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Dallas Cowboys: What’s the Future of This Football Team?

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Cowboys Cast - #32 - Goodbye Tony Romo, Goodbye 2015, Where to Next?

The Dallas Cowboys aren't exactly out of the playoff race just yet. However, the belief of it being real is truly all but gone without the likes of Tony Romo. In the third quarter, Romo was sacked by Thomas Davis and he rolled on the same shoulder he rolled on in Week 2. Romo re-injured his clavicle and is now out for the year.

Going into the season, the Cowboys were a team that was destined to do great things. Sure they didnt have a bell-cow back like DeMarco Murray, but the offensive line improved and pieces were brought in on defense that would make the unit much, much improved.

And despite the Cowboys' 3-8 record, all things have fallen into place for the Cowboys. The offensive line has been good for the majority of the year, Darren McFadden has emerged as a quality running back, Byron Jones has turned into a stud, the combination of Sean Lee and Rolando McClain has been astounding, and the defensive line has progressed. However, the Cowboys have lacked quality quarterback play outside of their Week 1 victory against the New York Giants.

With Romo out for the year, the Cowboys need to start thinking about the future. How can this team improve? What needs to be the emphasis? What moves need to be made for this team to compete in 2016 and in the future? These are all questions that will need to be answered over the offseason.

Romo now has had four major injuries. The herniated disc being one, and the three others being the left clavicle. With that being said, it's time for the Cowboys to look to the draft to find their quarterback of the future. Dallas needs to develop their successor at the quarterback position. Unfortunately, supply doesn't necessarily meet demand in this draft, as there aren't many quarterbacks that are surefire studs.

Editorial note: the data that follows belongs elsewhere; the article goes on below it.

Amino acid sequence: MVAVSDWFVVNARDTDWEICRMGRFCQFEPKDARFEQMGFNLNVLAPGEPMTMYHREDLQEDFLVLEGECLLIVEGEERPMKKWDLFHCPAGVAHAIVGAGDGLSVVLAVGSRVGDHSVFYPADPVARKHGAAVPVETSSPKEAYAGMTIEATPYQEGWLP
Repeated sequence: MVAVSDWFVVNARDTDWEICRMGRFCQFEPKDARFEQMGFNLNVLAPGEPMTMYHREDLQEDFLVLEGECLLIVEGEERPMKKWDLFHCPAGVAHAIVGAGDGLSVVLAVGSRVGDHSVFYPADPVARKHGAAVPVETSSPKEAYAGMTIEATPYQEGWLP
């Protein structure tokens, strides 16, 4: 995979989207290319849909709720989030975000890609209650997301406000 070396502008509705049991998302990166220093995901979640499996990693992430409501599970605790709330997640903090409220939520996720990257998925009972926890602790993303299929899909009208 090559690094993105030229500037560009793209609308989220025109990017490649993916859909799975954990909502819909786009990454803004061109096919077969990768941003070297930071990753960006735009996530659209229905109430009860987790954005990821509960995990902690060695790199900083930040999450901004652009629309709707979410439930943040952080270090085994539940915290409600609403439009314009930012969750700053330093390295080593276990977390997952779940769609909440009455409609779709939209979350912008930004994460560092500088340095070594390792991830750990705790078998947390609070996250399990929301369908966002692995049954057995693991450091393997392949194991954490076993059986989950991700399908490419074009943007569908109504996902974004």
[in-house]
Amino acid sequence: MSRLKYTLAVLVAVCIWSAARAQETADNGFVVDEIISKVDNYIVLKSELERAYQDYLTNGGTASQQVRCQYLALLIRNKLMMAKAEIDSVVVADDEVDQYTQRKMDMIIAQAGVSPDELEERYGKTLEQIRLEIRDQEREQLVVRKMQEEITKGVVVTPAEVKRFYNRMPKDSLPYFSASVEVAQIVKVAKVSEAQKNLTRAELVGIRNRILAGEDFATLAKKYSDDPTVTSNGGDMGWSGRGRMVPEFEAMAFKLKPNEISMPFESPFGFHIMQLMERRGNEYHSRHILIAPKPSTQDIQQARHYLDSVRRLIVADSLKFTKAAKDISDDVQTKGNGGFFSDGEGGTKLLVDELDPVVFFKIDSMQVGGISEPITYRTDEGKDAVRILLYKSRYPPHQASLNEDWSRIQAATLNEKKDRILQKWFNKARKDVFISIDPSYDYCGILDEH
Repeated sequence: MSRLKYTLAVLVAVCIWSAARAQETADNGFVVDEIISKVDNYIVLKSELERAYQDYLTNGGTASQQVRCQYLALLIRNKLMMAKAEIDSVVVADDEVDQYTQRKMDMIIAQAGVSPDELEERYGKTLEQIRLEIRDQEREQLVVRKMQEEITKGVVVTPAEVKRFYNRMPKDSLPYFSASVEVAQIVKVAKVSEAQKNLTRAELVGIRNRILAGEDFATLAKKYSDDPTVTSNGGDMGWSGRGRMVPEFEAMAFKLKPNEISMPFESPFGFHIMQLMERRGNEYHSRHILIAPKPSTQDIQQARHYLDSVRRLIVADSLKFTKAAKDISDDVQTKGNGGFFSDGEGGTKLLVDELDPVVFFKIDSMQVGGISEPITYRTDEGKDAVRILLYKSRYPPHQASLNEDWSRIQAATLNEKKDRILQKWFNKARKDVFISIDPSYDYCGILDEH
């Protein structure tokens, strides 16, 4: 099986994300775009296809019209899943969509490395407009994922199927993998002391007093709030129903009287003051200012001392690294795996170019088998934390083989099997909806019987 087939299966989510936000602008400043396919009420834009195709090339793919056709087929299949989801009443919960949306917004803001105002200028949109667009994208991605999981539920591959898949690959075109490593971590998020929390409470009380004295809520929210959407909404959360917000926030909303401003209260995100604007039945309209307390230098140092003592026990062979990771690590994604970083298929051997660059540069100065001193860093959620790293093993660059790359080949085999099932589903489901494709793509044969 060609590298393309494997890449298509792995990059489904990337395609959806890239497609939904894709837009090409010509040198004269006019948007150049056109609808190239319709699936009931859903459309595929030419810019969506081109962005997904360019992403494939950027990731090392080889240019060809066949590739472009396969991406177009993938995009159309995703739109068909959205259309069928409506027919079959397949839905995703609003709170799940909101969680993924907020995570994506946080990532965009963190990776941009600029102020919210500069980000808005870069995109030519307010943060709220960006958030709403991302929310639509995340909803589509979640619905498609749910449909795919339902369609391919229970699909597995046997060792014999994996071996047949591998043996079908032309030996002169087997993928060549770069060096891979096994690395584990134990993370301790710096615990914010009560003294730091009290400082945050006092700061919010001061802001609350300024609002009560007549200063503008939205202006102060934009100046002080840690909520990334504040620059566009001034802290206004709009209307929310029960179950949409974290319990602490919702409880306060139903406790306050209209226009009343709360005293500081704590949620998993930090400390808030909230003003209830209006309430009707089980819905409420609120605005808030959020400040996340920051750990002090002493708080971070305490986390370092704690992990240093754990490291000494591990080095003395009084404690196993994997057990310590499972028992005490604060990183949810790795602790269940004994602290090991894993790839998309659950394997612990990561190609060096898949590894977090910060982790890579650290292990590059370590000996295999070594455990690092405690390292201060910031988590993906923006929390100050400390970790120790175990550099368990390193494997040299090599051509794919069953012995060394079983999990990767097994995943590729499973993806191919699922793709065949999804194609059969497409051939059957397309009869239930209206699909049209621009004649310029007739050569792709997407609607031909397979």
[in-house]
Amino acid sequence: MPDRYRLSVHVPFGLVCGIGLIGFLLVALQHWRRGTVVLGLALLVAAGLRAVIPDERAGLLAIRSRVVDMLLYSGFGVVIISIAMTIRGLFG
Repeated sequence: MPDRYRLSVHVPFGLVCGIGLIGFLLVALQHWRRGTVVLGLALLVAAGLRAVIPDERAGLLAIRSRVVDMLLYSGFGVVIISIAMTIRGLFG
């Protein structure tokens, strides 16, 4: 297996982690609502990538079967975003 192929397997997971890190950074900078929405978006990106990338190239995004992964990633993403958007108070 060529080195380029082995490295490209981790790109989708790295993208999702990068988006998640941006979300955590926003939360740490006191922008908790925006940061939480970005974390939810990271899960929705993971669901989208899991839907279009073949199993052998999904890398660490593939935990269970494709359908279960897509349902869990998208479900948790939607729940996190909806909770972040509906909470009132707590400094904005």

Next on the list comes at the wide receiver position. Dez Bryant receives too much attention from opposing secondaries. The Cowboys need a receiver that has the ability to take the top off the defense, something similar to a Martavis Bryant, someone I advocated for a few years back. Terrance Williams can't do this. Williams is a body-catcher and the need is there for the Cowboys to improve at the position.

It never hurts to add more pressure. It's yet to be seen what the Cowboys will do with Greg Hardy. They've said time and time again that they'd like to re-sign him, but a lot goes into this equation. Hardy has been a huge headache since he's joined the team and committing to a long-term deal with the player could mean some problems.

Demarcus Lawrence hasn't had as good of a season as I'd like, but he's still a guy that has a ton of potential to be a real good player here for a long time. Randy Gregory is another guy that has shown promise, he just needs time to develop. Tyrone Crawford is a special player in the middle of the defensive line, but he needs help. The Cowboys need to find someone that is simply a bigger force than Nick Hayden.

The Cowboys will have a big decision with Morris Claiborne. The fourth-year veteran has looked good in 2015, but he was horrible for his first three seasons in Dallas. Do the Cowboys want to pay him long-term money? Byron Jones has been impressive, but the goal is to move Jones long-term to free safety. If that's the case, as well as the likely release of Brandon Carr, the Cowboys will be in the market for a cornerback.

The key to sustaining a winning franchise in today's NFL is by drafting players who can make an impact on your team. The Cowboys have a ton of pieces in place, but for them to turn into that team they believe they can be, they need to continue to win in the draft and make the right personnel decisions.